Industry Super Australia claims foreign investors are cherry-picking the best Australian farming investments. (ABC News: Michael Barnett)
Super funds call for tougher rules for foreign investment in agriculture
By business reporter Sue Lannin
Industry superannuation funds have called for tougher foreign investment rules around Australian agriculture as they seek to ramp up their investment in the sector.
Industry Super Australia, which represents not-for-profit industry funds, said quality Australian farming assets were being cherry-picked by foreign investors.
Chief economist Stephen Anthony has called for a government register of foreign investment in Australian farm land.
"The first thing we want Treasury [to do] is to just keep a time series of agricultural land and to keep tabs on who owns what, with the assistance of the Australian Taxation Office," Dr Anthony said.
"We want to be very clear about what the crown jewel strategic assets are in agriculture, and we want to make sure they are off limits to foreigners."
Offshore money should go to new developments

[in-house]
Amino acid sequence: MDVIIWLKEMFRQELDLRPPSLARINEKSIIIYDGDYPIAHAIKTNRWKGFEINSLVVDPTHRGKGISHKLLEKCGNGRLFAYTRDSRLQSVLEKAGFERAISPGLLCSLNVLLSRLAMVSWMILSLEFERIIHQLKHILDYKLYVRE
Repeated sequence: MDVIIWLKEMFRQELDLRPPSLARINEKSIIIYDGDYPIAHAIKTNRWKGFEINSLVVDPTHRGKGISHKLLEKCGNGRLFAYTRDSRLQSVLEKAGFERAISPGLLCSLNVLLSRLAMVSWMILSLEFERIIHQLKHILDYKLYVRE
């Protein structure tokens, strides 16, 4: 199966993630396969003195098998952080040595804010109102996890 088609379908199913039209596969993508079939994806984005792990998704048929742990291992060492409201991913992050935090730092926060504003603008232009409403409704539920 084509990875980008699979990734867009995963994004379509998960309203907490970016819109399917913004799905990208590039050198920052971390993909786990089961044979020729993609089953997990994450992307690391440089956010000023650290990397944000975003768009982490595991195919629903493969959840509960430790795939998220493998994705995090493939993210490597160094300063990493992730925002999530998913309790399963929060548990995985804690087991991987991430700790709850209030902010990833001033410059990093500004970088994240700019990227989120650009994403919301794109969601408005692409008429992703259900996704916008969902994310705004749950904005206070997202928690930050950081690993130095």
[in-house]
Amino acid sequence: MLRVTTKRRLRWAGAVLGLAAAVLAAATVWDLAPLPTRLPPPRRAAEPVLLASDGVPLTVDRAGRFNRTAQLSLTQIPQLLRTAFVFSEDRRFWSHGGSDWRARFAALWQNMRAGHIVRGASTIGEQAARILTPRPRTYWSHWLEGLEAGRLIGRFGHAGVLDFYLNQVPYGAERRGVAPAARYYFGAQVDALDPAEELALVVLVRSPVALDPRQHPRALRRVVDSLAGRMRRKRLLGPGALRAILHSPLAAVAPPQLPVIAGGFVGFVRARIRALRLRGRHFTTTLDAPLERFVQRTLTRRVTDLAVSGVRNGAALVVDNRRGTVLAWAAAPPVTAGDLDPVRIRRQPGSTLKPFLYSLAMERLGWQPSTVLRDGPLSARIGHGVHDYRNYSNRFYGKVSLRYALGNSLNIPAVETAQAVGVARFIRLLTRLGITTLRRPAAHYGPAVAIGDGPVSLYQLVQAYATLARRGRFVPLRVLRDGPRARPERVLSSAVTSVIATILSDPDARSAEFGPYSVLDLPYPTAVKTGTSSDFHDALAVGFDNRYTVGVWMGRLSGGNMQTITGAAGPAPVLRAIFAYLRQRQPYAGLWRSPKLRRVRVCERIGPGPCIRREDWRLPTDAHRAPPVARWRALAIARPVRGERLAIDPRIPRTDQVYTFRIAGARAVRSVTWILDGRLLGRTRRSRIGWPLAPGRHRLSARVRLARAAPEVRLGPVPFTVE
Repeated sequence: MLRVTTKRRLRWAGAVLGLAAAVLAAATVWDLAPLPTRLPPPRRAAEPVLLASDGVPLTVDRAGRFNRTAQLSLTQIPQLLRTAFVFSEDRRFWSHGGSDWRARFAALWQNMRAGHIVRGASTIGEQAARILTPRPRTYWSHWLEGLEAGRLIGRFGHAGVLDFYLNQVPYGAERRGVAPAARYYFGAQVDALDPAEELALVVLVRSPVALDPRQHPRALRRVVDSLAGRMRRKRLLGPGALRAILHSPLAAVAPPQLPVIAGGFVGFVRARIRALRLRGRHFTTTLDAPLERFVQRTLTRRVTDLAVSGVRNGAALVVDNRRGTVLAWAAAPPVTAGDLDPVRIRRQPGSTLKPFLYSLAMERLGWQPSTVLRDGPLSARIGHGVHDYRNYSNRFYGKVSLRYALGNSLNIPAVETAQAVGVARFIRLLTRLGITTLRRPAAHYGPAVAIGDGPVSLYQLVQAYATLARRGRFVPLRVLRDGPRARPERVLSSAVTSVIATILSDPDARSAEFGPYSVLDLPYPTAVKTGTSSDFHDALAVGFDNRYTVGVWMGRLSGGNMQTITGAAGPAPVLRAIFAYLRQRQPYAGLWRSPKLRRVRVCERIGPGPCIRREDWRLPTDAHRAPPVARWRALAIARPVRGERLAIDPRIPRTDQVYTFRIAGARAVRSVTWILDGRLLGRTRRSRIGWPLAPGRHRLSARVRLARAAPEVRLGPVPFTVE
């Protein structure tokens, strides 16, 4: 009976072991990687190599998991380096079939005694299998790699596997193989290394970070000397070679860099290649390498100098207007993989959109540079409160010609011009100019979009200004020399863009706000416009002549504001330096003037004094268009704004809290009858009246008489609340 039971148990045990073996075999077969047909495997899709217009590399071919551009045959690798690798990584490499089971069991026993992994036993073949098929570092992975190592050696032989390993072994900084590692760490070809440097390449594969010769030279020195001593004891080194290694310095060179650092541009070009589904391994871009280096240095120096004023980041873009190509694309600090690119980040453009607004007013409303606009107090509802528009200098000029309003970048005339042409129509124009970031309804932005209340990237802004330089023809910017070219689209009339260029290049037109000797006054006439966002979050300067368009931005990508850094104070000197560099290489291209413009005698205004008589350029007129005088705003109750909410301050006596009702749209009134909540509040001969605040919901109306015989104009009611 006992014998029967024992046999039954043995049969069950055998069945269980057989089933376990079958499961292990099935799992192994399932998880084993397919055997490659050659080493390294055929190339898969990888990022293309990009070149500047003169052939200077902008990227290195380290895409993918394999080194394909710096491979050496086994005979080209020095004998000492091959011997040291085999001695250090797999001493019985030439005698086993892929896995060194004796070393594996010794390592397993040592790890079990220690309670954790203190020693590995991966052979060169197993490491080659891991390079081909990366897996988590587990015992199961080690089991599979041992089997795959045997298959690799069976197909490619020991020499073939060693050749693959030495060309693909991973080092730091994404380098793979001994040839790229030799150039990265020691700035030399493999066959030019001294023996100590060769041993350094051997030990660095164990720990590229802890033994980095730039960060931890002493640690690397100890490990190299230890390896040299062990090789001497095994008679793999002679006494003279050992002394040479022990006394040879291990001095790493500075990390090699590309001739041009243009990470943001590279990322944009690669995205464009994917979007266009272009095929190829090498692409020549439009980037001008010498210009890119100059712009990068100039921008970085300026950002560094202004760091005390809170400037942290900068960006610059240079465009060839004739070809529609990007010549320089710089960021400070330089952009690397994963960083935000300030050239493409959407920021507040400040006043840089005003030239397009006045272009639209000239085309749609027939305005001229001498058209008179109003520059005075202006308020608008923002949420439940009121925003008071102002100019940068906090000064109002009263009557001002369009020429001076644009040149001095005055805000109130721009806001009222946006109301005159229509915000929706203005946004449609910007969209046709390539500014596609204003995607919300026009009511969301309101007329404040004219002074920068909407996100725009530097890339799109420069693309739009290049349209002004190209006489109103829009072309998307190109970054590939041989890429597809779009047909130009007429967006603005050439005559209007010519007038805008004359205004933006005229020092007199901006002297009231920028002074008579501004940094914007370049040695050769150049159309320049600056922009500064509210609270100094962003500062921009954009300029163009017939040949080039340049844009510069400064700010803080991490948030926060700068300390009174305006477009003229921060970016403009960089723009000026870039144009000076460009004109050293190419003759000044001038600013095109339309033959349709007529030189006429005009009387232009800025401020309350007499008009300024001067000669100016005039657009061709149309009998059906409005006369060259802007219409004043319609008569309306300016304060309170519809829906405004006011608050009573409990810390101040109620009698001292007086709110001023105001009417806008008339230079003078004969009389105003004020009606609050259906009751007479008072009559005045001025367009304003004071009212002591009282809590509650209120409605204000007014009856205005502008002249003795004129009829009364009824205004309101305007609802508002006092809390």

However, Dr Anthony noted that Industry Super Australia was not opposed to foreign investment, but wanted to see more offshore money going into new developments.
"We also want to encourage foreign investment in greenfield activities such as, for example, northern development," he said.
"What we are calling for here is a really strategic approach.
"It's not anti-foreign investment, but what it's about is making sure we know what the best assets are."
Farms need to become more investment-ready
Industry Super Australia wants to encourage industry super funds to increase their investment in agriculture.
The sector currently has investments worth $1.6 billion in the Australian agricultural industry.
Dr Anthony said Australian farms and agriculture companies needed to become more investment-ready so investors could undertake proper due diligence.
He said an independent survey of farm performance and infrastructure audits was needed to measure rates of return across crop and livestock producers.
The former Treasury and Department of Finance official said government data could be drawn upon to provide independent assessments of the commercial value of the agricultural industry.
Dr Anthony also called for the establishment of a regional development bank to advise rural producers and provide long-term finance.